The Rock Island then used a small frame building on South Main Street as their passenger depot. Local citizens were aghast that the railroad had allowed such important and prominent entrance into their city become so run-down. Seeking to change this, a delegation of Council Bluffs citizen’s petitioned the Iowa Board of Railroad Commissioners in 1891. The Rock Island was given sixty days to repair, repaint, renovate the building to construct suitable wash rooms and water closets for men and women and ensure that passengers were provided adequate heating and lighting.
The frame depot was replaced in 1899 with the Romanesque Revival structure at 16th Avenue and South Main Street that stands today. The new depot was originally built as two one-story brick buildings with pink granite trim connected with a massive Spanish tile roof. The larger building contained the passenger waiting rooms and offices with baggage rooms in the smaller building; the breezeway between the two separate buildings was enclosed by walls in 1954.
The new depot’s offices and men and women’s waiting rooms were elaborately finished in marble tiling, the mottled enameled wall work giving the rooms a very rich appearance. The new depot featured steam heating, electric lighting, and toilet facilities finished in white enamel and brass. From the late 1930′s until 1970 the Rock Island shared the depot with the Chicago, Milwaukee, Saint Paul, and Pacific Railroad.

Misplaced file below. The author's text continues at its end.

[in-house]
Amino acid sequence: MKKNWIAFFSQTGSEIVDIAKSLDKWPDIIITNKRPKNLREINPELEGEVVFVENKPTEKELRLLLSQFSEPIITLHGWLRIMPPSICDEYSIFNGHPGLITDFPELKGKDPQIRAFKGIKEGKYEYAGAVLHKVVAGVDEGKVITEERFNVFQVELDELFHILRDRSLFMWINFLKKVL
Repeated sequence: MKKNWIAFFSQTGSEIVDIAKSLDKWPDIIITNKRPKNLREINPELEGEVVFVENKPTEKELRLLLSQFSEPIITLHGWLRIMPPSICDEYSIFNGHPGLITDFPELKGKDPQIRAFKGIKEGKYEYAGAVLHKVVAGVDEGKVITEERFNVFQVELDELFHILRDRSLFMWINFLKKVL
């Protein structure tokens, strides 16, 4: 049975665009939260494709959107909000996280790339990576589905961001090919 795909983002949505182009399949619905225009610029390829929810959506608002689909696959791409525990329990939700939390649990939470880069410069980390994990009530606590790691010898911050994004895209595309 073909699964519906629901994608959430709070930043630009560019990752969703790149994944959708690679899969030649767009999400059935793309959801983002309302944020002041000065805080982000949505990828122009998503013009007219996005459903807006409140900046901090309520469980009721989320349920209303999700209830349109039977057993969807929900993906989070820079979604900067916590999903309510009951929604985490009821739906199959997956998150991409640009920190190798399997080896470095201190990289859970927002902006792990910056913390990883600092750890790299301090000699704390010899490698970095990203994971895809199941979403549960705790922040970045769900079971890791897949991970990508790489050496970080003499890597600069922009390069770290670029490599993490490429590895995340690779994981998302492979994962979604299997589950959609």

Passenger service from the Rock Island Depot came to an end in May 1970 and the women’s waiting room was converted into offices while the men’s waiting room was used for freight storage.
16th Avenue and South Main St,
Council Bluffs, Iowa
CLOSED FOR THE SEASON.
To arrange group tours please phone
Historical Society of Pottawattamie County members: Free
Seniors (over 60) and AAA members: $6.00
Ages 6 - 12: $5.00 Age 5 and under: Free
The Rock Island ended operations altogether in March 1980 and the building was deserted until 1985 when the City of Council Bluffs leased the building to the Historical Society of Pottawattamie County. The building houses a railroad museum today, operated by the Historical Society.